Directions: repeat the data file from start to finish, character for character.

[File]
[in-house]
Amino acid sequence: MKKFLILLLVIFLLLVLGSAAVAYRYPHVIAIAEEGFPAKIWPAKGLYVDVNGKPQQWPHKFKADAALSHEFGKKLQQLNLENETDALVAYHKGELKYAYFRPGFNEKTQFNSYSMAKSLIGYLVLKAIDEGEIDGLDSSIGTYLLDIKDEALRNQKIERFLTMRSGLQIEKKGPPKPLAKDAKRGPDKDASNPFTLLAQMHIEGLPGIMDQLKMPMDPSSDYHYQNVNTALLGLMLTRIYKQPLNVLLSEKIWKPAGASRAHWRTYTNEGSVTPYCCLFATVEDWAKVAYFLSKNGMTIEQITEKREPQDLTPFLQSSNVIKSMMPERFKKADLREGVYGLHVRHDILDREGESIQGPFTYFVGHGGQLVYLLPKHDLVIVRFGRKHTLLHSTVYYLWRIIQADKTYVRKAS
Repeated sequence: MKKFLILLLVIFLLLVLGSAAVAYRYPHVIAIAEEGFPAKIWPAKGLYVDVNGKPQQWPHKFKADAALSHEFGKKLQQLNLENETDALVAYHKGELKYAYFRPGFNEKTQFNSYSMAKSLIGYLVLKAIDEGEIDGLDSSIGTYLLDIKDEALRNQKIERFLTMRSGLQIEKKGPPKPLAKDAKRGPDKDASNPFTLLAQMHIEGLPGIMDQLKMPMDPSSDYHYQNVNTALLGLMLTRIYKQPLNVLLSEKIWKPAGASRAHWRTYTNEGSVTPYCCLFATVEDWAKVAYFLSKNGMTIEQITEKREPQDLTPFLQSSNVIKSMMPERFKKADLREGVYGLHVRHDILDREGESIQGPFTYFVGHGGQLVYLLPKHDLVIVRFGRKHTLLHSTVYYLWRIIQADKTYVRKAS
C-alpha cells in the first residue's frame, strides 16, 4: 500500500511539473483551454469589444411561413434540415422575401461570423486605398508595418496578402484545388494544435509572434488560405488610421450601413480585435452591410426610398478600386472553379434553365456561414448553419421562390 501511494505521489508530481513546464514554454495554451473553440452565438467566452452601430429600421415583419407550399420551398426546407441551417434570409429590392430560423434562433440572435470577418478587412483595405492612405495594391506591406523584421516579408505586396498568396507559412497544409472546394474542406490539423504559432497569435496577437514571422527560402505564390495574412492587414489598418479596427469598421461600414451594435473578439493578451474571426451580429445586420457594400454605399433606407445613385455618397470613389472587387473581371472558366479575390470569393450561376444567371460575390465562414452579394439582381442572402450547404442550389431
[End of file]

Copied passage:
[in-house]
Amino acid sequence: MKKFLILLLVIFLLLVLGSAAVAYRYPHVIAIAEEGFPAKIWPAKGLYVDVNGKPQQWPHKFKADAALSHEFGKKLQQLNLENETDALVAYHKGELKYAYFRPGFNEKTQFNSYSMAKSLIGYLVLKAIDEGEIDGLDSSIGTYLLDIKDEALRNQKIERFLTMRSGLQIEKKGPPKPLAKDAKRGPDKDASNPFTLLAQMHIEGLPGIMDQLKMPMDPSSDYHYQNVNTALLGLMLTRIYKQPLNVLLSEKIWKPAGASRAHWRTYTNEGSVTPYCCLFATVEDWAKVAYFLSKNGMTIEQITEKREPQDLTPFLQSSNVIKSMMPERFKKADLREGVYGLHVRHDILDREGESIQGPFTYFVGHGGQLVYLLPKHDLVIVRFGRKHTLLHSTVYYLWRIIQADKTYVRKAS
Repeated sequence: MKKFLILLLVIFLLLVLGSAAVAYRYPHVIAIAEEGFPAKIWPAKGLYVDVNGKPQQWPHKFKADAALSHEFGKKLQQLNLENETDALVAYHKGELKYAYFRPGFNEKTQFNSYSMAKSLIGYLVLKAIDEGEIDGLDSSIGTYLLDIKDEALRNQKIERFLTMRSGLQIEKKGPPKPLAKDAKRGPDKDASNPFTLLAQMHIEGLPGIMDQLKMPMDPSSDYHYQNVNTALLGLMLTRIYKQPLNVLLSEKIWKPAGASRAHWRTYTNEGSVTPYCCLFATVEDWAKVAYFLSKNGMTIEQITEKREPQDLTPFLQSSNVIKSMMPERFKKADLREGVYGLHVRHDILDREGESIQGPFTYFVGHGGQLVYLLPKHDLVIVRFGRKHTLLHSTVYYLWRIIQADKTYVRKAS
C-alpha cells in the first residue's frame, strides 16, 4: 500500500511539473483551454469589444411561413434540415422575401461570423486605398508595418496578402484545388494544435509572434488560405488610421450601413480585435452591410426610398478600386472553379434553365456561414448553419421562390 501511494505521489508530481513546464514554454495554451473553440452565438467566452452601430429600421415583419407550399420551398426546407441551417434570409429590392430560423434562433440572435470577418478587412483595405492612405495594391506591406523584421516579408505586396498568396507559412497544409472546394474542406490539423504559432497569435496577437514571422527560402505564390495574412492587414489598418479596427469598421461600414451594435473578439493578451474571426451580429445586420457594400454605399433606407445613385455618397470613389472587387473581371472558366479575390470569393450561376444567371460575390465562414452579394439582381442572402450547404442550389431